In 1974, Edward Coleman, Anthony Harris, Brian Harris, Stanley L. Kirtley, John W. Logan Jr., and George Smith the “Chicago Six”, along with a host of other Purdue Engineering students and professor Arthur J. Bond, Ph.D. formed the first chapter of the, then, Society of Black Engineers. After contacting the other 288 accredited engineering schools, the Purdue SBE held its first annual meeting in April 1975 with 48 students from 32 schools. It was at that meeting that they unanimously voted to form the National Society of Black Engineers (NSBE).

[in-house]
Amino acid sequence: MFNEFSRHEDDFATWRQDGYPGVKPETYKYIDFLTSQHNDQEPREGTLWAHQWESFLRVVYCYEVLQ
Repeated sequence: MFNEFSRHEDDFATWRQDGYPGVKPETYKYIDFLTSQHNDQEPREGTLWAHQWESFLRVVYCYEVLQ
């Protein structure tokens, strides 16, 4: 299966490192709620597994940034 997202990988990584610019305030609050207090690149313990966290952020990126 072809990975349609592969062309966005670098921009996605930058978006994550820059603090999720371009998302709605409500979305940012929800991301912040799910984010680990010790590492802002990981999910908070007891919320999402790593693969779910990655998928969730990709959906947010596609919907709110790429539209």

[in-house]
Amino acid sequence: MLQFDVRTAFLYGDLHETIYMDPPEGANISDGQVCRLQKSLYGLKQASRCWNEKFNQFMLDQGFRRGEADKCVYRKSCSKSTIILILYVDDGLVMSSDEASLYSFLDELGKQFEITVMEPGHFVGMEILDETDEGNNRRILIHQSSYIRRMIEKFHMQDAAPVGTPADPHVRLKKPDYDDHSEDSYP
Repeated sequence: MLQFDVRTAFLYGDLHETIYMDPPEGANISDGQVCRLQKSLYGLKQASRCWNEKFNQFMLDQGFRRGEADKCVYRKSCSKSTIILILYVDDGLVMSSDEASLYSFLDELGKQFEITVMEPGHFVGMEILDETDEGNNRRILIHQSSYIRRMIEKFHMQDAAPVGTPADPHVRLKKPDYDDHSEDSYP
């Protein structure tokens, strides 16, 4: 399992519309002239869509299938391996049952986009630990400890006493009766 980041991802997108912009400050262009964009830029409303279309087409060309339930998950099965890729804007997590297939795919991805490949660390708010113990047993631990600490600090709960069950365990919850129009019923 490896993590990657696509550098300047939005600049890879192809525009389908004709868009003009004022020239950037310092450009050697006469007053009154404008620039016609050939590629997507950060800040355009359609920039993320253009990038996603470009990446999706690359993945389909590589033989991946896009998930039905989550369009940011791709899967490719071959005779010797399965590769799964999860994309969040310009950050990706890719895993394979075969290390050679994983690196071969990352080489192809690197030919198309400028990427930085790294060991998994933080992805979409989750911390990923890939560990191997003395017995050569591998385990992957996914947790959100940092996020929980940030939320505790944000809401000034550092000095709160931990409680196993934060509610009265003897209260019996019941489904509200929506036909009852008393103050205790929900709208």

Throughout its history, NSBE has had an incredible journey of successes and has been supported by the likes of Shirley Chisolm, the first Black woman to run for President of the United States in 1979. It has grown from six (6) founding members to over 30,000 at its height, and from one (1) chapter to more than 790 chapters for Pre-Collegiate, Collegiate, and Professional divisions. As the guiding principles suggest and as the logo symbolizes, then to now, NSBE members continue to have a burning desire (flame) to achieve engineering excellence and have a striking impact (lightning bolts) on society and industry for generations to come (torch).
The mission of the society is to increase the number of culturally responsible Black Engineers who excel academically, succeed professionally and positively impact the community.